STA, 30 November 2018 - Slovenian hunters are getting older and their organisation is struggling with declining membership, which is just one of the challenges. They also oppose culling plans that they have no say in.
The Hunters' Association (Lovske zveze Slovenije) argues that the deer culling plan imposed by the Agriculture Ministry is excessive considering the size of the deer population.
The association has told the STA their members are not in a position to realise the planned culling, but that they face high fines, from EUR 4,100 up per a hunting club, if they do not.
Hunters took 8,229 red deer and 41,869 roe deer from nature last year, which includes large numbers that perished due to extremely low winter temperatures.
Under the plan, hunters should have killed almost 5,000 red deer and 39,986 roe deer.
Despite the large numbers of deer and wild boars lost in last year's winter kill, the Hunters' Association says they have been instructed to implement the culling plan for this year in full.
"We cannot agree with a plan that doesn't take into account the projected deer population trends, but only by the damage done to trees by game."
Average age of hunters is now over 56
The Hunters' Association, counting 22,000 members, is worried about dwindling membership numbers. They have also had to withdraw more than 200 hunting licences for various reasons this year.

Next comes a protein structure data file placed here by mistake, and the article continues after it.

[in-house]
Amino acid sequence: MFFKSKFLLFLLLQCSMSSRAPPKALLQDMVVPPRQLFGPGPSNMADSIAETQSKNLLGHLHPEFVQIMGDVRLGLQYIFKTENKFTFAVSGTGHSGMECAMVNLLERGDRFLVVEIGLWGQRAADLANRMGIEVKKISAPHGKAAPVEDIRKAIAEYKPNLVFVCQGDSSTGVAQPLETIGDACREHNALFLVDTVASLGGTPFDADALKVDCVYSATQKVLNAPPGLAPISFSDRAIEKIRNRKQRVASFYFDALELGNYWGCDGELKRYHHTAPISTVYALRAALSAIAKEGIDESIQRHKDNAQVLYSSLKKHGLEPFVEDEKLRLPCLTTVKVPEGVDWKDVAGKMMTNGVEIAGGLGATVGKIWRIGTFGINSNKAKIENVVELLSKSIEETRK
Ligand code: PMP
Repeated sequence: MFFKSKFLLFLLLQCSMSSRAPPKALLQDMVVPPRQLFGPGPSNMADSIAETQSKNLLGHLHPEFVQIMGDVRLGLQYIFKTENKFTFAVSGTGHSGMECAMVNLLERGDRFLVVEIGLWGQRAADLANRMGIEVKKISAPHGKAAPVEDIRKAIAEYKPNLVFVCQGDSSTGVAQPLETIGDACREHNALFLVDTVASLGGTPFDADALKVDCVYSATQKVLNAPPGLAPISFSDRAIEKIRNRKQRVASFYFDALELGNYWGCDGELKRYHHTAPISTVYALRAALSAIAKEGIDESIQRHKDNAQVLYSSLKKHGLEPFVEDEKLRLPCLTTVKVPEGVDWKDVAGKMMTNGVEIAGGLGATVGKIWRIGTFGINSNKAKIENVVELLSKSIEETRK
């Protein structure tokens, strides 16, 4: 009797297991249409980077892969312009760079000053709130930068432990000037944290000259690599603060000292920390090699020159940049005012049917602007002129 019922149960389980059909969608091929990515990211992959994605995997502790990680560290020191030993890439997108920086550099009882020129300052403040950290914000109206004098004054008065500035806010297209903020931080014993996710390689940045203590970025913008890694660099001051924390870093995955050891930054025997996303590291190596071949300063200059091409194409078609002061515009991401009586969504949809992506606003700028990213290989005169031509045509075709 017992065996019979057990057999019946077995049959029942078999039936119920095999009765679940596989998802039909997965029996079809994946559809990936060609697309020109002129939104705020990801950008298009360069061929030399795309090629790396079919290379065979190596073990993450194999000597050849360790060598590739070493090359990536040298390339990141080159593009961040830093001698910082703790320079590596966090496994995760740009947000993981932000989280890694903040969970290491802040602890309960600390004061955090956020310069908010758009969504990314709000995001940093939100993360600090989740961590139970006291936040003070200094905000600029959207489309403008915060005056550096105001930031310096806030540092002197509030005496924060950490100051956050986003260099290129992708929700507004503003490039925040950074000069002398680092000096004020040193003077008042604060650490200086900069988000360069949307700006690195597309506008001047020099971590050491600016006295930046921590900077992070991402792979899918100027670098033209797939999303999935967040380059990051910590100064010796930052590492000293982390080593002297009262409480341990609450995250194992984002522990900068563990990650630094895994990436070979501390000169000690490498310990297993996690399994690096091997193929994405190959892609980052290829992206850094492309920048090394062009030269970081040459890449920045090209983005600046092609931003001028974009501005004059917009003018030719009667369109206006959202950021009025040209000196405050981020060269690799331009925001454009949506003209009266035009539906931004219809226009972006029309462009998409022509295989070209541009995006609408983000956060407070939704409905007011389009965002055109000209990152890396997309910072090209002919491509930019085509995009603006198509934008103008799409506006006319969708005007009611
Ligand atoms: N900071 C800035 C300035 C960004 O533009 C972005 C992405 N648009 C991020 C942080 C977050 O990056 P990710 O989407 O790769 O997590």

The average age of hunters is quite high, standing at over 56 at the end of 2017.
Membership is a key source of income for hunting clubs but an important source of income is hunting tourism although the clubs managing hunting grounds pay a concession fee to the state.
Foreign game hunters coming to Slovenia are interested mainly in chamois and bear, but they also hunt other large game.
Hunting tourism is the principal activity of special-purpose hunting reserves. Out of 408 hunting reserves in the country, 12 are special purpose.
Ten of these are managed by the Slovenia Forest Service (SFS) and one by the Triglav National Park, while hunting clubs are responsible for sustainable game management.
Hunting tourism is available to guests from Slovenia and abroad. The guests who are not hunters need to be accompanied by a hunter with a valid hunter's licence.
It costs between €600 and 6,500 to kill a bear in Slovenia
Apart from domestic guests, it is Austrians, Germans and Italians who come to hunt in Slovenia most often.
Ljubljanski Vrh, one of the ten reserves managed by the SFS, hosted 1,900 guest hunters last year, some of them several times.
The Forest Service made over EUR 1m from hunting tourism last year.
The guest hunter will pay between 600 and 6,500 euro for killing a bear plus a daily hunting fee. A red deer trophy comes at between 215 and 5,500 euro and a roe deer trophy between 50 and 400 euro.